And I’ve gone on to invest in properties since and I’ve had a nice property portfolio. But I learned so much through that process around information marketing and investing property in general. That was a huge opportunity. To have a million-dollar’s worth of property in ownership within 12 months at the age of 21, that could have made an even bigger difference or a huge difference to the position that I would have been in at age 22, 23 or 30. And again, a lot of people would say, “Holy heck, that was a huge opportunity.” If you didn’t complete that, then what does that say about you, who you are?
Dom: Now that I completely disagree with. To me, that is a diametrically opposite example. The professional basketball league thing, the work experience as a sports agent, they offered you something and you just let it sit there. You literally left it on the table. You took no action, right?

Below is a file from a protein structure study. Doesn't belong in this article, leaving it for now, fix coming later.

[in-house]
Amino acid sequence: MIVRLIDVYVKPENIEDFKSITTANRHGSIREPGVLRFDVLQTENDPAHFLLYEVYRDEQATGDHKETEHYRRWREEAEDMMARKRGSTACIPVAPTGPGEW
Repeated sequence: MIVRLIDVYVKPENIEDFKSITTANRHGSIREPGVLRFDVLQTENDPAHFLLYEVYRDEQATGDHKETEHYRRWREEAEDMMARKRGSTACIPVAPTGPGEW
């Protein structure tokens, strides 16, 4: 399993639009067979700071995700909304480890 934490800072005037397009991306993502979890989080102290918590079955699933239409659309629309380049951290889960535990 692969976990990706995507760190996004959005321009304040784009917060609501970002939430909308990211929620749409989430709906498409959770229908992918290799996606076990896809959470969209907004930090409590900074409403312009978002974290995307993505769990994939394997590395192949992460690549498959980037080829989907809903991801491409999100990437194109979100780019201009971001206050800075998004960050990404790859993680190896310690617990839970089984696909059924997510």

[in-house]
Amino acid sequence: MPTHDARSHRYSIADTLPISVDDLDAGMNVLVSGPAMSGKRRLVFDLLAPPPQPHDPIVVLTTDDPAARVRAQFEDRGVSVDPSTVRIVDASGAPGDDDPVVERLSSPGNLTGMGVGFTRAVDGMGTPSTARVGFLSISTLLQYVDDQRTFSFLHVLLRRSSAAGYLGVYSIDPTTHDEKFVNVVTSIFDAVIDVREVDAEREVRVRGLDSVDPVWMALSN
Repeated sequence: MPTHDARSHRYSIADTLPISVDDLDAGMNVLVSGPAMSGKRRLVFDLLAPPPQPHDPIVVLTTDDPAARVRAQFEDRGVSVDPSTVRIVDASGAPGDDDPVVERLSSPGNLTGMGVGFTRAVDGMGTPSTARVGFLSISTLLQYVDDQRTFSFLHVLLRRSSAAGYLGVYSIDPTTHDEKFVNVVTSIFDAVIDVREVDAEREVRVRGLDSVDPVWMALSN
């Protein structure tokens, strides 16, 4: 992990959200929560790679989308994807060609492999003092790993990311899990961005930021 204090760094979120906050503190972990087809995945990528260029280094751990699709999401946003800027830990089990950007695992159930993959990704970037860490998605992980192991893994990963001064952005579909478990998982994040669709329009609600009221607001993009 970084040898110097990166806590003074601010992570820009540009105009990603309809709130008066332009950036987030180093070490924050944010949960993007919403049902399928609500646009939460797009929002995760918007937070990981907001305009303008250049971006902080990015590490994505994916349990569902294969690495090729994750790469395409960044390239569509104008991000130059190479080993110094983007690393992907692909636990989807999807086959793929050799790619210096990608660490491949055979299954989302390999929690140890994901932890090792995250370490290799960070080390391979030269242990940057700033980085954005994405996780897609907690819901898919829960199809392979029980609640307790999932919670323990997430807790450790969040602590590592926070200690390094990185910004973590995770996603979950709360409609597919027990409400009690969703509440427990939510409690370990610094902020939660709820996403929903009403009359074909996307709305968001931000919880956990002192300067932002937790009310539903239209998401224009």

Pete: Yeah, absolutely.
Dom: But the Steve McKnight thing is completely different to me. You took what was offered. And knowing you, you gave it everything you’ve got which is a side topic which I’ll come back to in a second about things of this nature. But you gave that everything you’ve got until you decided you couldn’t keep it going.
Pete: Yeah, you’re definitely right.
Dom: You didn’t tail off. You didn’t drop out. You didn’t just let it slide and it just faded away. So you didn’t fail in my mind. You didn’t fail to make the most of what you’ve got and what was offered. You made the most of it as long as you could.